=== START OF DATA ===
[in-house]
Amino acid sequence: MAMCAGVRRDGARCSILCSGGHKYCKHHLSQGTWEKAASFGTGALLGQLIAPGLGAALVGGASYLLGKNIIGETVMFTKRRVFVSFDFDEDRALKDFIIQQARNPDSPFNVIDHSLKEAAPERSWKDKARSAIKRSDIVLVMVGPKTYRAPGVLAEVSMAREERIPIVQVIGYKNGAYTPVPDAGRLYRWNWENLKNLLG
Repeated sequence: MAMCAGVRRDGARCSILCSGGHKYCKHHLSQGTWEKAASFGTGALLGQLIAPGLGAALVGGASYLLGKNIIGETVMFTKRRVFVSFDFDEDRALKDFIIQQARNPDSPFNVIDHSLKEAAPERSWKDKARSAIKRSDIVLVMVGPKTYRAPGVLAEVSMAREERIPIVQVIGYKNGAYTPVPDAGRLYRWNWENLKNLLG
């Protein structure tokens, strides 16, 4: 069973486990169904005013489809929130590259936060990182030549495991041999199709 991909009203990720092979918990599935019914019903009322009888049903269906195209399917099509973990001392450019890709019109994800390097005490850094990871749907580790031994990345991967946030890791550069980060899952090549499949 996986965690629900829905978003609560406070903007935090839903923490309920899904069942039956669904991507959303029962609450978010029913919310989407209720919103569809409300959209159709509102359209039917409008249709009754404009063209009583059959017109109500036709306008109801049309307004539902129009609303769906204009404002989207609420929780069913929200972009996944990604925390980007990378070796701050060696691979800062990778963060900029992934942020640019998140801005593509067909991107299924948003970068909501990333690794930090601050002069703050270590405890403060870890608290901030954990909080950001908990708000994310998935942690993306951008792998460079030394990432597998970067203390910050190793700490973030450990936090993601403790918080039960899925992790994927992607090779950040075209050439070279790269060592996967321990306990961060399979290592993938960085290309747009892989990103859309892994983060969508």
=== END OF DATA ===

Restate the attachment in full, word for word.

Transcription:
[in-house]
Amino acid sequence: MAMCAGVRRDGARCSILCSGGHKYCKHHLSQGTWEKAASFGTGALLGQLIAPGLGAALVGGASYLLGKNIIGETVMFTKRRVFVSFDFDEDRALKDFIIQQARNPDSPFNVIDHSLKEAAPERSWKDKARSAIKRSDIVLVMVGPKTYRAPGVLAEVSMAREERIPIVQVIGYKNGAYTPVPDAGRLYRWNWENLKNLLG
Repeated sequence: MAMCAGVRRDGARCSILCSGGHKYCKHHLSQGTWEKAASFGTGALLGQLIAPGLGAALVGGASYLLGKNIIGETVMFTKRRVFVSFDFDEDRALKDFIIQQARNPDSPFNVIDHSLKEAAPERSWKDKARSAIKRSDIVLVMVGPKTYRAPGVLAEVSMAREERIPIVQVIGYKNGAYTPVPDAGRLYRWNWENLKNLLG
């Protein structure tokens, strides 16, 4: 069973486990169904005013489809929130590259936060990182030549495991041999199709 991909009203990720092979918990599935019914019903009322009888049903269906195209399917099509973990001392450019890709019109994800390097005490850094990871749907580790031994990345991967946030890791550069980060899952090549499949 996986965690629900829905978003609560406070903007935090839903923490309920899904069942039956669904991507959303029962609450978010029913919310989407209720919103569809409300959209159709509102359209039917409008249709009754404009063209009583059959017109109500036709306008109801049309307004539902129009609303769906204009404002989207609420929780069913929200972009996944990604925390980007990378070796701050060696691979800062990778963060900029992934942020640019998140801005593509067909991107299924948003970068909501990333690794930090601050002069703050270590405890403060870890608290901030954990909080950001908990708000994310998935942690993306951008792998460079030394990432597998970067203390910050190793700490973030450990936090993601403790918080039960899925992790994927992607090779950040075209050439070279790269060592996967321990306990961060399979290592993938960085290309747009892989990103859309892994983060969508």